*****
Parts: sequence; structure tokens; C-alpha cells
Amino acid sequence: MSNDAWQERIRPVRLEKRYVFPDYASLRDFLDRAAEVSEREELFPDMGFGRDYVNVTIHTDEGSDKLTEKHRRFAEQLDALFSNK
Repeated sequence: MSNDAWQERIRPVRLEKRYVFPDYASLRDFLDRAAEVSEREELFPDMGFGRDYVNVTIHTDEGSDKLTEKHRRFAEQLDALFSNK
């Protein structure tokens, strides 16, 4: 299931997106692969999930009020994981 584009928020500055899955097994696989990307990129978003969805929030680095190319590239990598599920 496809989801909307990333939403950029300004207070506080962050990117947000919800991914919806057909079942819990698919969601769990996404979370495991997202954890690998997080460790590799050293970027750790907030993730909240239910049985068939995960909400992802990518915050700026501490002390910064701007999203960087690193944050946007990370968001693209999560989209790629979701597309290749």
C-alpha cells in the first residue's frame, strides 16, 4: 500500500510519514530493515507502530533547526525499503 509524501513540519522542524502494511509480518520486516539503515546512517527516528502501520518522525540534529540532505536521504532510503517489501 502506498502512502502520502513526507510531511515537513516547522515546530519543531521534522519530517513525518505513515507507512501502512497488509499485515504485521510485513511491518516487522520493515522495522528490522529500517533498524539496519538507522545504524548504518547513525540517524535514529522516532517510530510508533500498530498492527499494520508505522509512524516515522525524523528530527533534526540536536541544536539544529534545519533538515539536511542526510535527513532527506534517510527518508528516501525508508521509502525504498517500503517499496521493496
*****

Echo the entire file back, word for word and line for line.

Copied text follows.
Parts: sequence; structure tokens; C-alpha cells
Amino acid sequence: MSNDAWQERIRPVRLEKRYVFPDYASLRDFLDRAAEVSEREELFPDMGFGRDYVNVTIHTDEGSDKLTEKHRRFAEQLDALFSNK
Repeated sequence: MSNDAWQERIRPVRLEKRYVFPDYASLRDFLDRAAEVSEREELFPDMGFGRDYVNVTIHTDEGSDKLTEKHRRFAEQLDALFSNK
């Protein structure tokens, strides 16, 4: 299931997106692969999930009020994981 584009928020500055899955097994696989990307990129978003969805929030680095190319590239990598599920 496809989801909307990333939403950029300004207070506080962050990117947000919800991914919806057909079942819990698919969601769990996404979370495991997202954890690998997080460790590799050293970027750790907030993730909240239910049985068939995960909400992802990518915050700026501490002390910064701007999203960087690193944050946007990370968001693209999560989209790629979701597309290749």
C-alpha cells in the first residue's frame, strides 16, 4: 500500500510519514530493515507502530533547526525499503 509524501513540519522542524502494511509480518520486516539503515546512517527516528502501520518522525540534529540532505536521504532510503517489501 502506498502512502502520502513526507510531511515537513516547522515546530519543531521534522519530517513525518505513515507507512501502512497488509499485515504485521510485513511491518516487522520493515522495522528490522529500517533498524539496519538507522545504524548504518547513525540517524535514529522516532517510530510508533500498530498492527499494520508505522509512524516515522525524523528530527533534526540536536541544536539544529534545519533538515539536511542526510535527513532527506534517510527518508528516501525508508521509502525504498517500503517499496521493496